The Economic Cost Of Foreclosure

A few days ago, I wrote about my worry that it's too easy to foreclose, because banks got too comfortable with the culture of little or no down payment. Adam Ozimek at Modeled Behavior disputes my worry that there isn't a high enough economic cost to foreclosure. He believes other significant costs exist to deter people from walking away. Let's look at his arguments.

First he says:

1. Interest

But is interest less than rent? Most of these underwater homeowners we're talking about are generally pretty early on in their mortgages. So most of their payments consist of interest. And many of those interest rates are also pretty high. In one model I just ran, by the end of your second year paying a $150,000 mortgage at 6% (which is relatively low), you're still paying over 80% interest. This also doesn't take maintenance costs into account or homeowners insurance, which can often be higher than renters insurance. Finally, since rents tend to decline as home prices decline, those rents should be falling at a similar rate to home price, making renting a much better deal than paying even only the interest on an underwater mortgage. In some markets you could have a $3,000 mortgage payment (originated during the boom), but can now rent a comparable home for just $1,800. For these reasons, I'm generally unconvinced that rent will be greater than interest for most underwater homeowners.

Next, he says:

2. Moving = $ . . .

Sure. But does it cost more than whatever money you'll save by not having to pay the underwater balance on your mortgage? Probably not.

And then:

3. Recourse: If the mortgage is a recourse loan, the borrower faces the possibility of losing other assets if the bank comes after him.

Right, this is the best criticism, when applicable. In some cases, the bank may go after your other assets. Of course, this only matters if you've got more assets than the money you'd save by walking away. In a country that doesn't do much saving, that's probably not the norm for deeply underwater homeowners.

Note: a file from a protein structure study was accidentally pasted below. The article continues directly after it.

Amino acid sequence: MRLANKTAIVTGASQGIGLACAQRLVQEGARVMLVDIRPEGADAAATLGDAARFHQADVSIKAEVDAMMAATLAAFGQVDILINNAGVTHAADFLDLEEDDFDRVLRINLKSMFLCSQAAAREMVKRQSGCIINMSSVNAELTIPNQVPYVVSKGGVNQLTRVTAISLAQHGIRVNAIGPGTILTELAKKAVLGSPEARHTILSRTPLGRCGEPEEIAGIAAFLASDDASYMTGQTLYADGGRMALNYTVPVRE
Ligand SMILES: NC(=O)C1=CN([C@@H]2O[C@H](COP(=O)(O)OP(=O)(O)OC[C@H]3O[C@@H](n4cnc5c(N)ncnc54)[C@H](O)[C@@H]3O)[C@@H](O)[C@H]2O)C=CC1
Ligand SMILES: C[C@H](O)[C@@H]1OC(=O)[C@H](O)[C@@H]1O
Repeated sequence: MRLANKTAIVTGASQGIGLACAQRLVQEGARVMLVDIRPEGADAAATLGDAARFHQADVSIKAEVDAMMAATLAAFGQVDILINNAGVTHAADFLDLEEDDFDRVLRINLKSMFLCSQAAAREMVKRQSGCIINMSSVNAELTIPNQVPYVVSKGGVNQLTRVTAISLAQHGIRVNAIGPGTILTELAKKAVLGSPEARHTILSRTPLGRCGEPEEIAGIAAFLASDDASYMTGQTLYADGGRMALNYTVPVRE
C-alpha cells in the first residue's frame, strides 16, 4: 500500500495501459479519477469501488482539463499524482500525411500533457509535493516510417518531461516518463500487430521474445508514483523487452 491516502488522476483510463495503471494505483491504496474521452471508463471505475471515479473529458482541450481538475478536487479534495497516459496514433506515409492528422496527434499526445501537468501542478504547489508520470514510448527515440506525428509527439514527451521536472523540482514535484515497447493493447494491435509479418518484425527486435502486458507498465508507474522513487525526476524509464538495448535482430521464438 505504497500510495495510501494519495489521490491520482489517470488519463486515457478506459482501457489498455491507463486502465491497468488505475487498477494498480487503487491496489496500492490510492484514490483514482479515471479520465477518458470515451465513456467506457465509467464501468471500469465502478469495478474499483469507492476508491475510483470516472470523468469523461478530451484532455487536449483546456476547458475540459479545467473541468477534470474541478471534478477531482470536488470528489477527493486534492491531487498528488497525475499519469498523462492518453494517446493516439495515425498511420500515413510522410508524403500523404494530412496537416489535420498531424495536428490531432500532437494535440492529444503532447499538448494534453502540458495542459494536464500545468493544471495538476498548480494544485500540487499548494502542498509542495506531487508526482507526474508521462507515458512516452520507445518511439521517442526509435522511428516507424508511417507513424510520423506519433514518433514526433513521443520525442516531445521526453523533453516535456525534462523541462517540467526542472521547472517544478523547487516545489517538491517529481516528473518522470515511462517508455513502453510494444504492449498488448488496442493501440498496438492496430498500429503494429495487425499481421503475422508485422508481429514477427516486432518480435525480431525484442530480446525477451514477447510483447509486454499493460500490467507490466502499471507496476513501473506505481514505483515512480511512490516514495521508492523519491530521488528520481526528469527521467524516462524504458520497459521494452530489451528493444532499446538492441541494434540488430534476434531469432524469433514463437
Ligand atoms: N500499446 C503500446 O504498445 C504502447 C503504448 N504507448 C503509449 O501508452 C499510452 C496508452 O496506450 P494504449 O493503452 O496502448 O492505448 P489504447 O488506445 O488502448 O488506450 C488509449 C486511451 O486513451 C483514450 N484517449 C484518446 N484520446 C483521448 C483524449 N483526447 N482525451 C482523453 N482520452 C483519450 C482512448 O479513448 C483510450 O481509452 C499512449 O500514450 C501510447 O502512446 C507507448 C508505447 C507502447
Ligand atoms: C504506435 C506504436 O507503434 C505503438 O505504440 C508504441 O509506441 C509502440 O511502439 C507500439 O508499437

Moreover, in the states with the biggest foreclosure problems, I understand that banks are often treating the difference between the principal balance and market price kind of like a credit card settlement. I'm hearing stories about banks encouraging short sales, then forgiving most of what the original borrower still owes. For example, someone with a principal balance of $400,000 is preparing a short sale of the property for $240,000. The lawyer he's working with believes they can settle the $160,000 difference for $10,000 to $15,000. There are so many pending foreclosures right now that banks just don't have the time or resources to take all of these people to court. So if even if the mortgage is a recourse loan, the banks often aren't going after the borrowers with much vigor.

As for the additional argument that there's a psychological barrier to foreclosing, I'm sure that's true. I think few people relish in the idea of foreclosing (though I could tell you some awful stories about people bragging). But I also question the theoretical poll that Ozimek mentions where he says that:

Even when the home is 50% underwater, only 17% said they would default if they could still afford the mortgage.

Frankly 17% is still too high. But I don't really believe the statistic. A few days ago, I mentioned actual servicer experience shows that when underwater homeowners undergo a "strategic reevaluation" of whether they should continue to pay their mortgages there's a 75-80% likelihood of default. I'd trust actual experience over a poll.

So I concede (and didn't really mean to assert) that it isn't truly economically *costless* for a borrower to suffer foreclosure. But I do mean to assert that the cost is quite low. And when faced with the alternative of foreclosing on a deeply underwater home, that cost is comparably negligible under these market conditions. That's why I still believe that higher down payments would rightly add to that economic cost, which is why I argue in their favor.